Project Case Study: Concrete protection for wastewater systems

November 2004 » Feature Articles
Concrete has been a primary construction material for many years because its strength characteristics and established installation practices make it a cost-effective and long-lasting material.

By Jimmy Youngblood

Concrete has been a primary construction material for many years because its strength characteristics and established installation practices make it a cost-effective and long-lasting material. However, concrete structures used in sewage systems and water treatment facilities are particularly vulnerable to corrosion and erosion because of the specific conditions of the application. Additionally, the protection of concrete structures against these processes, which can cause infiltration/exfiltration of effluent, has become more serious as retrofit costs, system life cycles, and environmental and health regulations and concerns have increased.

Exfiltration/infiltration in sewer lines can occur because of failures in the sewer pipe caused by cracks or by deterioration of the gaskets between pipe sections. Exfiltration is the process of material moving outside of the sewer system, releasing sewage into the environment, which can pose serious health hazards.

Infiltration deals with liquid entering the sewer pipe via sewer system failure or stormwater runoff, which can lead to sanitary sewer overflows (SSO) by overtaxing water treatment plants.

The U.S. Environmental Protection Agency (EPA) estimates that between 23,000 and 75,000 SSOs occur each year, discharging 3 billion to 10 billion gallons of untreated wastewater. During the next 20 years, $88.8 billion will be required to control SSOs, the EPA said.

The cost of replacing failing sewer pipe is a growing concern among communities that have older sanitary sewer collection systems comprised of concrete pipe. One solution is the use of embedment liners. High density polyethylene (HDPE) concrete embedment and protection liners have benefited the long-term life of a wide range of critical concrete structures in sewer systems.

HDPE embedment lining of concrete pipe addresses corrosion and erosion problems. Corrosion occurs when wastewater collection systems generate hydrogen sulfide, which is absorbed by the moisture in the concrete and converted by bacteria into sulphuric acid that degrades the concrete.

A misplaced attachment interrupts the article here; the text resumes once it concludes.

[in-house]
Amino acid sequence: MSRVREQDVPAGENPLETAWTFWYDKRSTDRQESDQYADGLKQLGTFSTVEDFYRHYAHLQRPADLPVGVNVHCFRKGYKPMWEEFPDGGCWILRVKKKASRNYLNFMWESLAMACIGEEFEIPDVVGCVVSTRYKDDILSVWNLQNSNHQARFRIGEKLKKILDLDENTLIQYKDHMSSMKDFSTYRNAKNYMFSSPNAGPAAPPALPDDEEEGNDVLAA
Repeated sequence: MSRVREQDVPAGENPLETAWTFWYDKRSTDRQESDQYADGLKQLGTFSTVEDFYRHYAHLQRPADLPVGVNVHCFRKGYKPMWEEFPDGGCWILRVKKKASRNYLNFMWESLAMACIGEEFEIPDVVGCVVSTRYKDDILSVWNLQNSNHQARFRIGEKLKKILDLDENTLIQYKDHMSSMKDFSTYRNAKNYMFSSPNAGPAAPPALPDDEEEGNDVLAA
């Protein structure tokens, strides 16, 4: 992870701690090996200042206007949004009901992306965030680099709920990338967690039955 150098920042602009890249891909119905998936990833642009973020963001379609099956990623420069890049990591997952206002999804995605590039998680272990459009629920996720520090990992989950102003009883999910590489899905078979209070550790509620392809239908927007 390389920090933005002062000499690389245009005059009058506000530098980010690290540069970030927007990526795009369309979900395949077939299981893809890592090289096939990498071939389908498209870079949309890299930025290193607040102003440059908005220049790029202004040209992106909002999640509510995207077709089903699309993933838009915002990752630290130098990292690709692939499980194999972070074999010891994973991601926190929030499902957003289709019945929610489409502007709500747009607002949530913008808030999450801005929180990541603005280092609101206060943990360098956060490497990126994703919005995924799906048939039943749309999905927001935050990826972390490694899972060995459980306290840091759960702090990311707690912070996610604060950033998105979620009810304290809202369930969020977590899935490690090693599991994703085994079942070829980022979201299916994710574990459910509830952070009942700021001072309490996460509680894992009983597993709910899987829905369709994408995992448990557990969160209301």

This phenomenon is especially true in applications where there is low flow, and hydrogen sulfide builds up in large concentrations. An HDPE embedment liner can eliminate corrosion because of its chemical resistance, low permeability, and low vapor transmission.

Erosion occurs when sand and particulates in the sewer abrade the concrete. This process is especially a concern in desert areas where there is a high sand content in the sewer and the site has a high-flow system that provides a high abrasion element. HDPE embedment liner is effective because of its high resistance to abrasion.

Fighting corrosion In a project in Strathcona, Alberta, Canada in 2003, sections of the community’s concrete pipe sewer system were bypassed with a separate, HDPE-lined concrete sewer line and HDPE-lined manholes because the system was corroded to the point of failure. Strathcona County’s sanitary sewer line and manholes originally were constructed in 1964 using unprotected concrete. Subsequently, the pipe structures and manholes suffered various degrees of hydrogen sulfide corrosion. Strathcona County needed a sewer system that would withstand the stressful conditions involved and exhibit a longer life cycle.

The project’s first phase incorporated 26, HDPE-lined manholes and 1,225 feet of 42-inch-diameter, HDPE-lined concrete sanitary sewer pipe. The sewer line serves approximately 29,000 people and an additional 489 acres of commercial/light industrial land with a design blended flow generation of 0.208 liters/second/hectare, with an inflow/infiltration rate of 0.50 liters/second/hectare. The Strathcona County project engineer considered two primary options for this project—42- inch-diameter concrete pipe and manholes lined with HDPE; or PVC pipe and 11 new PVC manholes, with all remaining manholes to be standard unlined precast concrete.

Concrete pipe manufacturer Inland Pipe, Calgary, Alberta, was awarded the project and used GSE Lining Technology’s StudLiner. This product has high chemical and abrasion resistance, low permeability, low vapor transmission, and extremely high hydraulic and mechanical pullout strength.

It has successfully protected concrete in wastewater treatment facilities, the power industry, chemical plants, the mining industry, and other industrial applications. For this application, the HDPE embedment liner economically and effectively increased pipe life at a greatly reduced price, compared with pipe replacement.

HDPE’s inherent physical characteristics make it impervious to the aggressive and corrosive materials that can be associated with sewage systems and strong industrial fluids.

The HDPE concrete embedment liners are lightweight, flexible, easily installed by experienced installers, and extremely corrosion and erosion resistant. All joints between embedment panels are welded using standard fusion and extrusion welding practices consistent with geomembranes, offering leak-free and intact seams between panels.

Jimmy Youngblood is Geomembrane product manager for GSE Lining Technology, Inc., Houston, Texas. He can be contacted at 800-435-2008.


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